Ain Sakhri Lovers
“considered to be 11,000 years old and to be the oldest known representation of two people engaged in sexual intercourse” Wikipedia
Legs locked like arms in embrace.
Each head seen from the side
a mushroom shape like your secret self
squeezed in your grip
about to contract and release its own gravity.
Hands on a pinchpot
fingers coaxing a drinking vessel
a soup bowl a shallow dish
in which one dips driest bread
to an edible softness. Edible
softness being what we want from everything.
These stone lovers chipped
in stone with stone
after the artisan ate antelope meat
pried from the jaws of the hound-hunt.
How was he to know
before he left the pair in a puddle cave
that thousands would see
or fail to notice his work
amid thousands of artefacts?
Here are the things that made sense
of the world—hieroglyphs unlocked
and panopticons sorted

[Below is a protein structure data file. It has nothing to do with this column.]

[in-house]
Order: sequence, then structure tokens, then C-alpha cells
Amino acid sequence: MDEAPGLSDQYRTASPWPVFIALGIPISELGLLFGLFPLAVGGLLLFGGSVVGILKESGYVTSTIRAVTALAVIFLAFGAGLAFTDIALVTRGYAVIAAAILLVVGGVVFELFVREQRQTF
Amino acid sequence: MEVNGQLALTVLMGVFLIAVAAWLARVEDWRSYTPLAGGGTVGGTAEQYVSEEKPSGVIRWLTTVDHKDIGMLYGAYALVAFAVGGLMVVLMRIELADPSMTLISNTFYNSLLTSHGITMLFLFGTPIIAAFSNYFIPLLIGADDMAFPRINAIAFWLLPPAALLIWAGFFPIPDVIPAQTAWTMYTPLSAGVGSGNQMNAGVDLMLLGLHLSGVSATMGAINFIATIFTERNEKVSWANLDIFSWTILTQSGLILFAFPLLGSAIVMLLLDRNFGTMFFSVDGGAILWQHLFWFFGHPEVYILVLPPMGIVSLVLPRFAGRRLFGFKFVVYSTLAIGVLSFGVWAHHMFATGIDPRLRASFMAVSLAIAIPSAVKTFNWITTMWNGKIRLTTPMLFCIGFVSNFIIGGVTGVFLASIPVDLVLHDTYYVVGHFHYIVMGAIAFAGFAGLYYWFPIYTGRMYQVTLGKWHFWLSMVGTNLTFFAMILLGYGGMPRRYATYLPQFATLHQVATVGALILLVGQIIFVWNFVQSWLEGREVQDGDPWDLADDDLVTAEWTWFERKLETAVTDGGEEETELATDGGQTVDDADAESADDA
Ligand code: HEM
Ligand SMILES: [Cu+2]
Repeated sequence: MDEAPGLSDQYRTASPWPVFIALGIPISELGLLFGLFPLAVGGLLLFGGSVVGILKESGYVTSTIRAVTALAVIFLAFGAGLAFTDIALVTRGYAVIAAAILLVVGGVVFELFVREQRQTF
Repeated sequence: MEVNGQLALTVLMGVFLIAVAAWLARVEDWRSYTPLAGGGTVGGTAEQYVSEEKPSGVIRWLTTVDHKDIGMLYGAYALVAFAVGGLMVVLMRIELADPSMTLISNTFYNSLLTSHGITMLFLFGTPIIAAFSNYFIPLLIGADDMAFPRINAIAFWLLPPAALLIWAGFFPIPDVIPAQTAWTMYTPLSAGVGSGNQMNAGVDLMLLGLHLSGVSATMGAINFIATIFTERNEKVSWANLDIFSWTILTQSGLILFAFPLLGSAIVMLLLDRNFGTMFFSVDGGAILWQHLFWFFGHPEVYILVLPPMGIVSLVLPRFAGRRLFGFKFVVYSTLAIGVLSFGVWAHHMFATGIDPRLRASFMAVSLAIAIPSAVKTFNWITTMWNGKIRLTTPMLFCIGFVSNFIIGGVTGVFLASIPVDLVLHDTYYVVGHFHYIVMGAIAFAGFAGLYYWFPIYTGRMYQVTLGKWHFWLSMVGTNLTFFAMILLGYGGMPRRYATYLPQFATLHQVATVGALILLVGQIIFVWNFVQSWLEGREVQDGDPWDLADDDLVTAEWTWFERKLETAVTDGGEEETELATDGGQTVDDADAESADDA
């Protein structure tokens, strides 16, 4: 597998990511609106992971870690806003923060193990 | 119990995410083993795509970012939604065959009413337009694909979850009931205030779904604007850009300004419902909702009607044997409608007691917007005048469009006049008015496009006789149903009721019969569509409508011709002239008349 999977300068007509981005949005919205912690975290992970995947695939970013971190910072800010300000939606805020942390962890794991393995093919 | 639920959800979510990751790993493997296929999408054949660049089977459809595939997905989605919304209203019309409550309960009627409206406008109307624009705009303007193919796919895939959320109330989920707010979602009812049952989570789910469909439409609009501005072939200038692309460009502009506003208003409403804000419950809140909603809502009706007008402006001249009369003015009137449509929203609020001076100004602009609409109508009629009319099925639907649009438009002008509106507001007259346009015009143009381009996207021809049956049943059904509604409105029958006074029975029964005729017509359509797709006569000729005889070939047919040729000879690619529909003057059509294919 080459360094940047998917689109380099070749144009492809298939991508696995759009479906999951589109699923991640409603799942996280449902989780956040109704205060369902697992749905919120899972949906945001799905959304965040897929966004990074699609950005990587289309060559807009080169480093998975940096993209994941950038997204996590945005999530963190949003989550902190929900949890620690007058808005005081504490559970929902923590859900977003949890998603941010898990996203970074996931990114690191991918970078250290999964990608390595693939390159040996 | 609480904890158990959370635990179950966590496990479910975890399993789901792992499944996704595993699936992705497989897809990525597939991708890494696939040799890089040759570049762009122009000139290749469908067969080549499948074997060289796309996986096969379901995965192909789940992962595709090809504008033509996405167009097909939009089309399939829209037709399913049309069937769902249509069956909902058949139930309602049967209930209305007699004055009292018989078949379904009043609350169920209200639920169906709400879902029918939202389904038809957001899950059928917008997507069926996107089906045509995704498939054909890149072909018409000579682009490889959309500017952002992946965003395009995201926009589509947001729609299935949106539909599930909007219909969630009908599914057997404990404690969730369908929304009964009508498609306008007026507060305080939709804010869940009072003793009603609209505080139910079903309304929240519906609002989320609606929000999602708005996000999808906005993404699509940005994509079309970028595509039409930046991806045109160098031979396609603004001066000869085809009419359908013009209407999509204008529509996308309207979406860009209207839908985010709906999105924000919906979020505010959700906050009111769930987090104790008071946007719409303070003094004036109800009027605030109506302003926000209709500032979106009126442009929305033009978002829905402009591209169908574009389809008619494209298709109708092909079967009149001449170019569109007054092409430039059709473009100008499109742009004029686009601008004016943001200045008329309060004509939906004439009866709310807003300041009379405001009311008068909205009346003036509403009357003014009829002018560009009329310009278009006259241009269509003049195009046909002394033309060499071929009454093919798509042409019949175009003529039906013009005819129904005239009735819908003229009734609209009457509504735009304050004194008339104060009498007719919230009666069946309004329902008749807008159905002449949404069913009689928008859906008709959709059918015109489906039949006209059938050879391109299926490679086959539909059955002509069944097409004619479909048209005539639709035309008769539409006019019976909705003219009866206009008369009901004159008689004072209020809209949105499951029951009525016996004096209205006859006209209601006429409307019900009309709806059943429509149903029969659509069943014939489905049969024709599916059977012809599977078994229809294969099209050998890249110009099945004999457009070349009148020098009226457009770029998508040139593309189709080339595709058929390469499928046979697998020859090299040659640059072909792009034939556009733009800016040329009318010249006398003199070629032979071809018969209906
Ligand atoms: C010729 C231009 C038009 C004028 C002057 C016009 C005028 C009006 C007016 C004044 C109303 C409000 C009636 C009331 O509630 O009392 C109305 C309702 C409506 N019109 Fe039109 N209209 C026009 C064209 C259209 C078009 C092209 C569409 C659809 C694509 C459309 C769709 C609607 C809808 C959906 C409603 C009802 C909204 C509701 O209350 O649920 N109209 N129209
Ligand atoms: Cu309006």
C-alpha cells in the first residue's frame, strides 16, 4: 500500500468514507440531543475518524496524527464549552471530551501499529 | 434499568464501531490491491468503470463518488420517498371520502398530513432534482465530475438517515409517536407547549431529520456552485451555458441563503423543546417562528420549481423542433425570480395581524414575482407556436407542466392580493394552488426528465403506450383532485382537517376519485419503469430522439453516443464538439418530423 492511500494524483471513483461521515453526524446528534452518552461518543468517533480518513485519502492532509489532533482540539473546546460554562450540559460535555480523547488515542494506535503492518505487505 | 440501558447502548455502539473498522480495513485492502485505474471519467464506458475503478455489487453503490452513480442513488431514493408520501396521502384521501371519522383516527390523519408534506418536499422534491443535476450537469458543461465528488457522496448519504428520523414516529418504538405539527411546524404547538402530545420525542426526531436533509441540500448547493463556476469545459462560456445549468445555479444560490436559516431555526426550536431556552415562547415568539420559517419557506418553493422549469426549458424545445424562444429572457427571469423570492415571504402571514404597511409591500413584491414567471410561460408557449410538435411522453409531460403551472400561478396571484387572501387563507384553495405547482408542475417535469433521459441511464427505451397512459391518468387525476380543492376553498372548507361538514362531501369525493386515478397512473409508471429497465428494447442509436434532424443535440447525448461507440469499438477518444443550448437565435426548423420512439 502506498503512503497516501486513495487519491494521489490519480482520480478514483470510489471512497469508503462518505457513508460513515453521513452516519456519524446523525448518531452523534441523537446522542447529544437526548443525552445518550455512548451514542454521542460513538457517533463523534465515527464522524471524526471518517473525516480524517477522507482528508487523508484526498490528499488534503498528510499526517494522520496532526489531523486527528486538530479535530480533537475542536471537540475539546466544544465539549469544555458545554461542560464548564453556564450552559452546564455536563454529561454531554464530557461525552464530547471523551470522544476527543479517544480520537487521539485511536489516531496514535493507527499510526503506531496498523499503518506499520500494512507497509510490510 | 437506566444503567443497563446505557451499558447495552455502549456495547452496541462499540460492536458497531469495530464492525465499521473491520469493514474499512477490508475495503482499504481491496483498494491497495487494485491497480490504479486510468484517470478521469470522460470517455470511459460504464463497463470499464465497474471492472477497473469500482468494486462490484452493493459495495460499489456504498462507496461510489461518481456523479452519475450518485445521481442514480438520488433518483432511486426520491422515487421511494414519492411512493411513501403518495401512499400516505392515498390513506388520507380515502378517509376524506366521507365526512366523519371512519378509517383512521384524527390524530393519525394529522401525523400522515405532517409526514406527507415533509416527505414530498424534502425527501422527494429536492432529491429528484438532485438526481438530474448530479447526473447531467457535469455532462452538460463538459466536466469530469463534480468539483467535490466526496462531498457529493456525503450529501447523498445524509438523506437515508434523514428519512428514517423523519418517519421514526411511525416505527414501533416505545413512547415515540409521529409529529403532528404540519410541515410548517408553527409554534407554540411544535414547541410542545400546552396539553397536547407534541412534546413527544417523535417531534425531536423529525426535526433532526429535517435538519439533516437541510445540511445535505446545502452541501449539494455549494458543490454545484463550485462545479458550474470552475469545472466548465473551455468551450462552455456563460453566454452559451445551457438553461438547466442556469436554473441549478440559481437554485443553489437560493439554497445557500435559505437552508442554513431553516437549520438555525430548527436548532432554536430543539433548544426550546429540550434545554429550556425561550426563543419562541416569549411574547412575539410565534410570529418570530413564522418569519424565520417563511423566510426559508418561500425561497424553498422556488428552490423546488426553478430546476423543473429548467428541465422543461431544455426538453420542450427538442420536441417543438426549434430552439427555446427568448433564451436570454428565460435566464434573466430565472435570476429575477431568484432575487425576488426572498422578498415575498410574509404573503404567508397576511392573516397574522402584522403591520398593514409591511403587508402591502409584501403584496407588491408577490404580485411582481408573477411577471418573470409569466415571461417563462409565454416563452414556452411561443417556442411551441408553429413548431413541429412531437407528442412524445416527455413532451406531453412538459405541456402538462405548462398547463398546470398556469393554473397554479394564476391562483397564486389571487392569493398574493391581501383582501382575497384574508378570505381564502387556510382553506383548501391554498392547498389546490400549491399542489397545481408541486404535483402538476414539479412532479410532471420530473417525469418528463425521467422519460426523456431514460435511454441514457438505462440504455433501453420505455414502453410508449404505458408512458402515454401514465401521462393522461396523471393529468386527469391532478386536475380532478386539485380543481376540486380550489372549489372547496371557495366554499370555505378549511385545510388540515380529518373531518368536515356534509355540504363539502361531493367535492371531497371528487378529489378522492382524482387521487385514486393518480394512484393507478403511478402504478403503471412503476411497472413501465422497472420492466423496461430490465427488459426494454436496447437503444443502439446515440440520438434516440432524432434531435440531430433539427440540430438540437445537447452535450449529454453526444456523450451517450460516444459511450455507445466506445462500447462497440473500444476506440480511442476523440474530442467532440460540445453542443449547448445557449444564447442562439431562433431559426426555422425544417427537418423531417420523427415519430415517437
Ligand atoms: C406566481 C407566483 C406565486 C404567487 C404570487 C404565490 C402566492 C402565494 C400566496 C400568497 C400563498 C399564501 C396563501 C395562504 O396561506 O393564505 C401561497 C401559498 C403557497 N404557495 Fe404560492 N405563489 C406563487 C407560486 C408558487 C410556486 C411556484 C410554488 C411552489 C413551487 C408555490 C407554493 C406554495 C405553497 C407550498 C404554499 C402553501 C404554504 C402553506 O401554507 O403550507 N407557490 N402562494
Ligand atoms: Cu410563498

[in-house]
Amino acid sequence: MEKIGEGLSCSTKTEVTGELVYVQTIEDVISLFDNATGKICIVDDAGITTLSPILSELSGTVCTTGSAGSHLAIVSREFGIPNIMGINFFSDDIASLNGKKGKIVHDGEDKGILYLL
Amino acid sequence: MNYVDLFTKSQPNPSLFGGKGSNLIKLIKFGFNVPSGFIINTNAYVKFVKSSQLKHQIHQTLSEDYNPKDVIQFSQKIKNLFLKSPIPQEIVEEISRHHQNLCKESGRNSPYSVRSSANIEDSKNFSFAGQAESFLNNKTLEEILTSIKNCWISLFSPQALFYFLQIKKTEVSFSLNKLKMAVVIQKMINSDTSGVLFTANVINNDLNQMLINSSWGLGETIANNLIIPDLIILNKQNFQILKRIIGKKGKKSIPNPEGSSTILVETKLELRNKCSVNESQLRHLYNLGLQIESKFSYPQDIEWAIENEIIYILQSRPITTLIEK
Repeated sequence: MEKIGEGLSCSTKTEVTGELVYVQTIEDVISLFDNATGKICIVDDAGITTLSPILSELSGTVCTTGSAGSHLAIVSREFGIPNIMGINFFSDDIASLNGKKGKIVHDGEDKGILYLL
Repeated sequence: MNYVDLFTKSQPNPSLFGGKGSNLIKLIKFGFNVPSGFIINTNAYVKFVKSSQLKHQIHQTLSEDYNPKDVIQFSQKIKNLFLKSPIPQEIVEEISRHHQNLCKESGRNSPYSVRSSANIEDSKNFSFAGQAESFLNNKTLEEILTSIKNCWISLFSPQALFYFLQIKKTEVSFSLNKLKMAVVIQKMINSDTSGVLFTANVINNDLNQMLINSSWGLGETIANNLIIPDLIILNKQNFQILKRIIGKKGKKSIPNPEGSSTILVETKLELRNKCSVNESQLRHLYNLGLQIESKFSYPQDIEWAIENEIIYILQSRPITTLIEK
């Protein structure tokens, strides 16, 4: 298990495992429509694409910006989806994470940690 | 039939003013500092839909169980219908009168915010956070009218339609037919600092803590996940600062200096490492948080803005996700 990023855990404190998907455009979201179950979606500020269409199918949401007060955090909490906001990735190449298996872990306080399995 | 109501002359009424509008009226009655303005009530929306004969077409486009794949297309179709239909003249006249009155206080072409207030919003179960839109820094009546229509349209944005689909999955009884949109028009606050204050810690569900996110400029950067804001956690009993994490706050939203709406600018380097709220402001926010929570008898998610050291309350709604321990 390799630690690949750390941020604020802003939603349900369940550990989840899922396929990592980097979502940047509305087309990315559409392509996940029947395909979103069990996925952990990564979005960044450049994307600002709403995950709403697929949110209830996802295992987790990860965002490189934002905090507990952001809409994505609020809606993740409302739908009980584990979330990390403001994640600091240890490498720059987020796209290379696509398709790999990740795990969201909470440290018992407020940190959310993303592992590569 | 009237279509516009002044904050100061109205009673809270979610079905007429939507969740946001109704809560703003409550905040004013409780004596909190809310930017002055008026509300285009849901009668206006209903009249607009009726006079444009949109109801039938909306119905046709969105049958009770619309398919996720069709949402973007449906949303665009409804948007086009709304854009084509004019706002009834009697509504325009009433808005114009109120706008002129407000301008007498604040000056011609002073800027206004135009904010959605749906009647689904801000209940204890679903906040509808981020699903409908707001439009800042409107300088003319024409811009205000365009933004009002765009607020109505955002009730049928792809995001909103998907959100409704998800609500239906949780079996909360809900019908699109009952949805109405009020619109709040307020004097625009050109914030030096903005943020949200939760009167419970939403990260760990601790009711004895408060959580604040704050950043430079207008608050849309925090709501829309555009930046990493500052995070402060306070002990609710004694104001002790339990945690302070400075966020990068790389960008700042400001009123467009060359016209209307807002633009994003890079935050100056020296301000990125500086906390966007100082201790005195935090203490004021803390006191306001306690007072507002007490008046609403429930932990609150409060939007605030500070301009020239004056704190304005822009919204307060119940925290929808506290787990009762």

like shards by size and colour dumped
from an unscrewed kaleidoscope.
What wonders of the world blaze
in any museum that we push past
in the crowded guide buzz and camera hum
hurrying home or to a hotel
where alone or with another
we embrace or ignore our own bodies
ashamed of words
like cock or cunt or come
the parts we squeeze or prise
only in the dark
the parts we wish
would last past ourselves
past the dark
freed of glass-grim museum casement.
Gary Leising is the author of the book, The Alp at the End of My Street, from Brick Road Poetry Press (2014). He has also published three poetry chapbooks: The Girl with the JAKE Tattoo (Two of Cups Press, 2015), Temple of Bones (Finishing Line Press, 2013), and Fastened to a Dying Animal (Pudding House, 2010) He lives in Clinton, New York, with his wife and two sons, where he teaches creative writing and poetry as a professor of English.
The Ekphrastic Review
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